Do groundwork early when you anticipate seeking grant funding opportunities. Getting an early start can limit frustration when there are looming deadlines on multiple grant opportunities. Prepare for actions you might take and the types of information you might gather in advance of writing a grant proposal with these easy steps.
1. Identify Writers
First, determine who will write the grant. Because grant writing requires time and most schools do not have a full-time grant writer, plan ahead by selecting writers and how to carve out time for them to complete grant proposals.
2. Complete Biographies
Biographies for personnel key to grant implementation are usually requested in the grant requirements. Draft brief sketches showing identified personnel are qualified to oversee the assigned responsibilities and bring success to the project. Composing this information in advance allows you time to present the key participants as competent and capable of successfully executing the proposed project. When applying for specific grants, tailor these biographies with small edits by adding details or highlighting past successes that are relevant to the grant’s purpose.
3. Secure Permission
An essential action to take in grant writing and perhaps the first step is to follow your school district’s protocol in writing grants and seeking funding. Obtaining administrative approval from the school district is paramount, perhaps even the essential first step. Have this conversation before you spend time completing a grant application. Teachers applying for grants must also request approval from the principal who will follow the appropriate procedures.
Generally, school districts have stipulations regarding receipt of grant funds and the monetary limit of those funds. If the school district accounting office serves as the fiscal agent for the grant, there are procedures that must be followed for purchases and other expenditures. Become familiar with and adhere to these guidelines. Once permission is given at the district level, keep the district’s designee abreast of grant proposals as the writing processes begin. Citing that the district supports the grant initiative will be another plus as grant proposals are reviewed. Typically, larger grants require school board approval and may require the superintendent’s signature prior to submission of the grant application.
4. Describe Demographics
A grant application will require a brief narrative describing the school, including the target population and the families served. Locate the school’s profile and refer to that as a source. Remember to include a snapshot of any changes in the demographics and accountability, especially if that relates to the reason for seeking funding and cite the source for this data. A school’s demographic data can later be used as evidence to demonstrate the need for the grant that will be articulated in the application.
5. Draft a Plan
Prior to writing an implementation plan, it is advantageous to be able to visualize and articulate the gist of the proposed project (e.g., rationale, description, impact). Explain how the school and students will be better as a result of the project.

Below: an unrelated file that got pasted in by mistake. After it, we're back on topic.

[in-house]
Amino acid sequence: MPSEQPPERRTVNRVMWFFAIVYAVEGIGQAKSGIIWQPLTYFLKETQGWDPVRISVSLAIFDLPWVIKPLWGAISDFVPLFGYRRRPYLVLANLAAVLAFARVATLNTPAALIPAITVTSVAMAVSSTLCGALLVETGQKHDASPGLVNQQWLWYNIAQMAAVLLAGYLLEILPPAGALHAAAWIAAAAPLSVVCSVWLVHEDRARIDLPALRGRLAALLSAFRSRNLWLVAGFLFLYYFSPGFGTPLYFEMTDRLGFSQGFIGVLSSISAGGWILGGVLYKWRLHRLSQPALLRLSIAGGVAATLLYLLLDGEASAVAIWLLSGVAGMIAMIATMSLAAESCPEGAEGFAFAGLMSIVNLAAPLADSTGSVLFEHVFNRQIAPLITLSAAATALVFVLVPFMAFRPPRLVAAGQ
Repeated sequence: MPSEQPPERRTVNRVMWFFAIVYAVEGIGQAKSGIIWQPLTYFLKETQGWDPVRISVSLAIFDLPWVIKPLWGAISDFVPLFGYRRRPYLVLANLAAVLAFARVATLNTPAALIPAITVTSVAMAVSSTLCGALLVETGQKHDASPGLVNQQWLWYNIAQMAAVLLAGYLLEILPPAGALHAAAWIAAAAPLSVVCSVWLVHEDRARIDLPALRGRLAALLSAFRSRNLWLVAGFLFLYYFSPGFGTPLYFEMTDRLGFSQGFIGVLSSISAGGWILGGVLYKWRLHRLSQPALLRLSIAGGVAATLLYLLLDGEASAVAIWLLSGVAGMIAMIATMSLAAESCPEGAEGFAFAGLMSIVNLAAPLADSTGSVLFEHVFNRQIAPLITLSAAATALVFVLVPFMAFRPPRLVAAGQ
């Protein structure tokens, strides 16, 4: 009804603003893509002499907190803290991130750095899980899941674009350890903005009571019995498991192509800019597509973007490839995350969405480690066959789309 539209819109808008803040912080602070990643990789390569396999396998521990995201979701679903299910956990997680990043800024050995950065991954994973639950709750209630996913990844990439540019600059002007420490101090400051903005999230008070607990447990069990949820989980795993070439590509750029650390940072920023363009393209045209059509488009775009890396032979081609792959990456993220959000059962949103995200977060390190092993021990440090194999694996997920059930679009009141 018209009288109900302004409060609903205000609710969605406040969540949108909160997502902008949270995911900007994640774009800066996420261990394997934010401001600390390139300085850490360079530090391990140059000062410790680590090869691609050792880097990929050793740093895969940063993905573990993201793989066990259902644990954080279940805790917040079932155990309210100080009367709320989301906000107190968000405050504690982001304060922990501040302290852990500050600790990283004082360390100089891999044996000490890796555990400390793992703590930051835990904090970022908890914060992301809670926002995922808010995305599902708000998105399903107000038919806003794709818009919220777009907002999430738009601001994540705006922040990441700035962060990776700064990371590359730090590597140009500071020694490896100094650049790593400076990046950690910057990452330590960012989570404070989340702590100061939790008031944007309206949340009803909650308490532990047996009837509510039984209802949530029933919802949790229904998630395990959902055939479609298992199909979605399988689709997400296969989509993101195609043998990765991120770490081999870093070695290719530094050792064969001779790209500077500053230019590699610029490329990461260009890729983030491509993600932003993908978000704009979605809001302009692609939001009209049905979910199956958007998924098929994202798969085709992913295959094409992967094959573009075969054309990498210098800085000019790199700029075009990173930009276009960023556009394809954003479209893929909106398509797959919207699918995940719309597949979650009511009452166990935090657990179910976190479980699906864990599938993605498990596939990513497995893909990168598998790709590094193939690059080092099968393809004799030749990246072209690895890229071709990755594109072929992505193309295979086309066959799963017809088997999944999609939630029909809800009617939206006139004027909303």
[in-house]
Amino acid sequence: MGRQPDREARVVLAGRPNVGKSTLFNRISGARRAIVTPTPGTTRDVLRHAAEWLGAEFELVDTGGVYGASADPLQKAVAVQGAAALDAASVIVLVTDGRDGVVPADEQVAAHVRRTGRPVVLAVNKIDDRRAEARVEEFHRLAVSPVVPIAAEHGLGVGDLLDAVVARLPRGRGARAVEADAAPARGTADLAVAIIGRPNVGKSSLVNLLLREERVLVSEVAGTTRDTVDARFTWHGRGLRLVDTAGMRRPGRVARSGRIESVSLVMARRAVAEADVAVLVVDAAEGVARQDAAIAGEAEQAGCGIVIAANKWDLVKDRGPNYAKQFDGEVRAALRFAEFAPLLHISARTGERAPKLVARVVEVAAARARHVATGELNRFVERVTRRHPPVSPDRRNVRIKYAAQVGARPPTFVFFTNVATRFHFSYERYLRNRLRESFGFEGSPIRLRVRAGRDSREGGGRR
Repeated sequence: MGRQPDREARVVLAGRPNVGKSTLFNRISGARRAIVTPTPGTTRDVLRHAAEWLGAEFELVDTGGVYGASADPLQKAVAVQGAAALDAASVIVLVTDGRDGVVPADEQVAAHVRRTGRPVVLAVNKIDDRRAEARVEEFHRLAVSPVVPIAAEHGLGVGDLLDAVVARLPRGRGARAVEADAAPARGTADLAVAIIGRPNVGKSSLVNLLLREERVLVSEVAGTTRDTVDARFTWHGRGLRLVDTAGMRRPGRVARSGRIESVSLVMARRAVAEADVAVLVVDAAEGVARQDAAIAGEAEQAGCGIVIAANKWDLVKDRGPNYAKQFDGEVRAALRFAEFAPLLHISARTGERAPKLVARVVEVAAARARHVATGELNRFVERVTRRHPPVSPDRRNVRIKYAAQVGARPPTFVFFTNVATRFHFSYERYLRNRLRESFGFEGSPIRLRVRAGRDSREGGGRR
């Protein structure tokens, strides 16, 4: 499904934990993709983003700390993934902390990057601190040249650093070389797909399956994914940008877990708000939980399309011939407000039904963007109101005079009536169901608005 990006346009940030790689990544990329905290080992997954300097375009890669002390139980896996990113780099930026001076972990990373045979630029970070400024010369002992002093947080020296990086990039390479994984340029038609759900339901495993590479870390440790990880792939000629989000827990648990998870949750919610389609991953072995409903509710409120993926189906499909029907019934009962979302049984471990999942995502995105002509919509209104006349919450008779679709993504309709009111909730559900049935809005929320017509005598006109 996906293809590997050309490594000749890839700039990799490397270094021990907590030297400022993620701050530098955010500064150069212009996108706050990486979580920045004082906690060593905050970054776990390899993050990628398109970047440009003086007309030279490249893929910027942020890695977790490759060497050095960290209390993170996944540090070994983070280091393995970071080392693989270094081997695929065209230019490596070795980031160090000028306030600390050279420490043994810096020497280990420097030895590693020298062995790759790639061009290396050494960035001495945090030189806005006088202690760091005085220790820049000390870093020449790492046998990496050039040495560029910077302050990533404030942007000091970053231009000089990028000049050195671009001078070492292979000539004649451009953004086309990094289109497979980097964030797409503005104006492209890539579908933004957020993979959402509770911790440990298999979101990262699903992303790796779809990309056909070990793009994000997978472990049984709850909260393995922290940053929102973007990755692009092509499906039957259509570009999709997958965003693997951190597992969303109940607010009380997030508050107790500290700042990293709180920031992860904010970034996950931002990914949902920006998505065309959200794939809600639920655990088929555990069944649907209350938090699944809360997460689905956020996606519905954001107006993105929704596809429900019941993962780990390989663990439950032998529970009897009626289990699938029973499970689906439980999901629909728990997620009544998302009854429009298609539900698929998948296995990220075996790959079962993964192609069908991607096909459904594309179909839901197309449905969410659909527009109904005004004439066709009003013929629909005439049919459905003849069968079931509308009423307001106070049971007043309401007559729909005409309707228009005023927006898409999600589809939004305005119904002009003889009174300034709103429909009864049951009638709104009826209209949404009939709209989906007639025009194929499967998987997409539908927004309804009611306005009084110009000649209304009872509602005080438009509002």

Practice sharing this information with individuals not involved to determine if they clearly understand the what, why, and how of the project. Sharing this information with an objective person helps identify gaps that exist and clarify any confusion. Armed with knowledge of key details prior to writing the plan helps the grant writer avoid missteps when drafting the project’s implementation plan in the grant proposal.
6. Estimate a Budget
Any funding announcement requires submission of a budget. Identify specific numbers when writing the actual grant proposal and begin to identify potential budget costs associated with the proposed project. Insert actual costs rather than estimates. Some funding opportunities require identifying matching funds from community organizations, so prepare in advance by generating some ideas for this requirement. It is also wise to note how current campus initiatives will support your proposed project. This reflects purposeful thought when demonstrating how the project integrates with existing school programs.
Co-Authored by Sandra Love, Ed.D. and Marian Rainwater
Educator Resources Managing Editor, Sandra Love, Ed.D., develops practical resources for teachers and principals to help them impact students and build thinking-centered learning environments. A recipient of the National Distinguished Principal Award, Dr. Love spent 37 years in public education both as a teacher and principal, where she gained experience at the elementary, middle school, and higher education levels. She has authored numerous articles and develops educational resources on critical thinking and instructional strategies.
Until her recent retirement from Mentoring Minds, Marian Rainwater led the team of math writers in developing research-based materials that make a positive difference in the lives of teachers and their students. Over the course of a 29-year career in public education, Marian impacted students at the classroom level as a teacher and at the district level as the director of K-12 curriculum and instruction.